With anti-EU parties surging in popularity at the recent European elections, those in British politics wanting to strengthen EU ties face an ever-challenging job convincing their compatriots.
Observers are anxiously waiting to see what the stunning gains made by Euroskeptic parties in the recent EU Parliament elections will mean for the future of the EU.
Around 140 anti-EU members were voted into the 751 seat parliament, and parties hostile to the EU came out on top in Denmark, France, Britain and Greece.
In Britain, the anti-EU UK Independence Party performed particularly well, winning 24 seats. UKIP's surge in popularity is being seen as a clear indication that many Britons want their country to split with the EU. It's a worrying prospect for those who favor stronger ties with Europe.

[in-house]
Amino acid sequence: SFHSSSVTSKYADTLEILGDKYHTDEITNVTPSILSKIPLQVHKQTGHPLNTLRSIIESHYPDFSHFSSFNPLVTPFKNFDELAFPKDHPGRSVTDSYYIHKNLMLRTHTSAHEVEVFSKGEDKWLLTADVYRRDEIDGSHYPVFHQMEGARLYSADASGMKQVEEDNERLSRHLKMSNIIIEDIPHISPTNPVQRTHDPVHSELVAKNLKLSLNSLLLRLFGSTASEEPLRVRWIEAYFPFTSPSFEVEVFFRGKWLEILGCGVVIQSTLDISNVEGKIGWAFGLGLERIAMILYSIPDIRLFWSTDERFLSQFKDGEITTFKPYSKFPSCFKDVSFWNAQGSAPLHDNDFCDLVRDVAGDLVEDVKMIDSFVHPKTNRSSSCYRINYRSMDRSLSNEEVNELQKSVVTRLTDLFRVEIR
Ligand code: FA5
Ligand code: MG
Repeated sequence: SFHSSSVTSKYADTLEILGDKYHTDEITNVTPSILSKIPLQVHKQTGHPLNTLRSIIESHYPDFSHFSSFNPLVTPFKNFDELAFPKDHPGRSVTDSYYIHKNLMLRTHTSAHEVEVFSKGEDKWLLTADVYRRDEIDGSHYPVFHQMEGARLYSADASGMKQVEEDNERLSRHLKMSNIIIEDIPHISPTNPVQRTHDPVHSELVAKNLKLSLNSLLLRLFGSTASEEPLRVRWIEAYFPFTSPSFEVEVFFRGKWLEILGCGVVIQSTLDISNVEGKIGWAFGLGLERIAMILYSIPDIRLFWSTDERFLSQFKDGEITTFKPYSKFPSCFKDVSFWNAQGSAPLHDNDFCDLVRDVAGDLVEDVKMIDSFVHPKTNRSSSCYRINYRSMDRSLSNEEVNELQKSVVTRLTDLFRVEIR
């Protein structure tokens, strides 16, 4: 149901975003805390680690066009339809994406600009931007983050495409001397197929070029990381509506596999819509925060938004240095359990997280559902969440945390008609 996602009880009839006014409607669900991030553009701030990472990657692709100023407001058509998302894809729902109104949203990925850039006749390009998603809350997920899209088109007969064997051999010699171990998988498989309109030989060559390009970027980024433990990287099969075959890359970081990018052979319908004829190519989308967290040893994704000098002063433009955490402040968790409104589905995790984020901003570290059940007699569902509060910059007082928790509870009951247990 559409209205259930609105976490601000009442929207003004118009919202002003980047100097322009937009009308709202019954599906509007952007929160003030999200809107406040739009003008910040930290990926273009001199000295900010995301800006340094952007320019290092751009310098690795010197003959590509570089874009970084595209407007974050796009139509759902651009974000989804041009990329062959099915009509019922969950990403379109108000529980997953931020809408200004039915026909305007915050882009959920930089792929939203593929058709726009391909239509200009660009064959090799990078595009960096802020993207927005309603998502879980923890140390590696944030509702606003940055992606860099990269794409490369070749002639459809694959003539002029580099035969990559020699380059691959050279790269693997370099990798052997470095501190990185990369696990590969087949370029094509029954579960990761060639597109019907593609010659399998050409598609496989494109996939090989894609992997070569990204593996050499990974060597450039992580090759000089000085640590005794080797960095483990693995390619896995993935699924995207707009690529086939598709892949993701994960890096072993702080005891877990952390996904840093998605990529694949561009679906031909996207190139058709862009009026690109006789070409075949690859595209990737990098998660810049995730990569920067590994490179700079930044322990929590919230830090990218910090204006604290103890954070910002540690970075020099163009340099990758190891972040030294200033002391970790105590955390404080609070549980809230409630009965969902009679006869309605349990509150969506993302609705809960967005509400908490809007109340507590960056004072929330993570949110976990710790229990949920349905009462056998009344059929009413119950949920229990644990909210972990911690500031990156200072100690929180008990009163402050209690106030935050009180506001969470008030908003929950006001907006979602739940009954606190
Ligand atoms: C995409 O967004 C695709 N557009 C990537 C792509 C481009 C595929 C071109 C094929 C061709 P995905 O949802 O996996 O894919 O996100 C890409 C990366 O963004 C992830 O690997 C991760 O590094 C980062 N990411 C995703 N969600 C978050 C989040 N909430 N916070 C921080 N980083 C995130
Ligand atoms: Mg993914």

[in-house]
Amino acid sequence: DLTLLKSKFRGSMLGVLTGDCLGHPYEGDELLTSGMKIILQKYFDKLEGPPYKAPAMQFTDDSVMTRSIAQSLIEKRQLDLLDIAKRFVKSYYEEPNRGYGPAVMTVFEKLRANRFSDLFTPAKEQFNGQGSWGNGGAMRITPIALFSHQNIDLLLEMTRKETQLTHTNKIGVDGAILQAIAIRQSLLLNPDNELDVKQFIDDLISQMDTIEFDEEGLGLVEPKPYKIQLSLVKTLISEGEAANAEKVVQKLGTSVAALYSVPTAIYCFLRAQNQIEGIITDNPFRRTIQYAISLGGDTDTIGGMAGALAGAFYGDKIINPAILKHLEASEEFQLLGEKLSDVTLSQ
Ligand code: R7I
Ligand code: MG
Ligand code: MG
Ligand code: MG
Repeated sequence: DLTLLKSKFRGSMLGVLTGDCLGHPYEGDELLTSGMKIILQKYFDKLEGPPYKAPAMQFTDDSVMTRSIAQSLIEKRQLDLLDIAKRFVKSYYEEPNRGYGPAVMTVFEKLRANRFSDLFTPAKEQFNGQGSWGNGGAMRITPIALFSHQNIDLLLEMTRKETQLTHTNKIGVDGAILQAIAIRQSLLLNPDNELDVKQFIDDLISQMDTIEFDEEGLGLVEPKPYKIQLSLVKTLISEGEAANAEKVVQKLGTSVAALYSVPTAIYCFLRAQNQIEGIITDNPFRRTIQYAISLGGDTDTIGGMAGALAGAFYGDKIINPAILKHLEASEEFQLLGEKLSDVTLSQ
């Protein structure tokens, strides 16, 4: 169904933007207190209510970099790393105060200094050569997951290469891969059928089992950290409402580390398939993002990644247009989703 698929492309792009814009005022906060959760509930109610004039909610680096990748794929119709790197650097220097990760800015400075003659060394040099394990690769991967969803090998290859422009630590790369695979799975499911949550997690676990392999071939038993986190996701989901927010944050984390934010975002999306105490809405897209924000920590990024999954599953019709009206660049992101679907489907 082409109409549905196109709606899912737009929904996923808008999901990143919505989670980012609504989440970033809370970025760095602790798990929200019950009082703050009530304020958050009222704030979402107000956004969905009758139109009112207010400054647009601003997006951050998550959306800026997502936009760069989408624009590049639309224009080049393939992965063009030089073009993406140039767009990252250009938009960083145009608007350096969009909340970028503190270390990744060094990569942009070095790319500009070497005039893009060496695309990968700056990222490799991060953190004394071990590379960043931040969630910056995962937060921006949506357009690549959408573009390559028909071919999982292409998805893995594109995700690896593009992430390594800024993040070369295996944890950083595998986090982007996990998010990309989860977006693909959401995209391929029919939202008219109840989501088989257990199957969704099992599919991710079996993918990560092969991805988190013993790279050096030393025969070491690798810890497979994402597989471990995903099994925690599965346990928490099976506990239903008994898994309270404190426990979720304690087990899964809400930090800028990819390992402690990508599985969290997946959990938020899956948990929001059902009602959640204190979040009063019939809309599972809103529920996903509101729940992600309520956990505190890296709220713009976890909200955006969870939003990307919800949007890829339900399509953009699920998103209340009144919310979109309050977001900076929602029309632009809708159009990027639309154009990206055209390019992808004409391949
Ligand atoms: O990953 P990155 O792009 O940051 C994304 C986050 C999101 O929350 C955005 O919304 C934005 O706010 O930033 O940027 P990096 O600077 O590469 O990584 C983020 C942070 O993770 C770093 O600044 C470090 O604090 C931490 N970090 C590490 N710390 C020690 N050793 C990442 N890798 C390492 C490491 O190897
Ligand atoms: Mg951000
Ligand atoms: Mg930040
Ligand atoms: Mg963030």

British Prime Minister David Cameron has also said the UK could leave the EU if Luxembourg's Jean-Claude Juncker is appointed president of the European Commission.
Britain's leading coalition of Conservatives and Liberal Democrats has promised to hold a referendum on the EU membership question after the country's general elections in 2015.
An asylum seeker has been shot and wounded at a refugee center in Bonn in the west of Germany. The incident followed a dispute between two residents at the center.
Germany's domestic intelligence chief has defended charges against Netzpolitik reporters to "ensure the fight against extremism and terrorism." Netzpolitik was to be investigated for publishing "classified" documents.
Why is Russia so concerned about the state of its constitution? Can NGO activity really undermine a country or are other factors required? Fiona Clark in Moscow goes in search of answers.
There are lots of open air parties and cultural events going on here in Germany during the summer months. Here are three highlights for the week-end.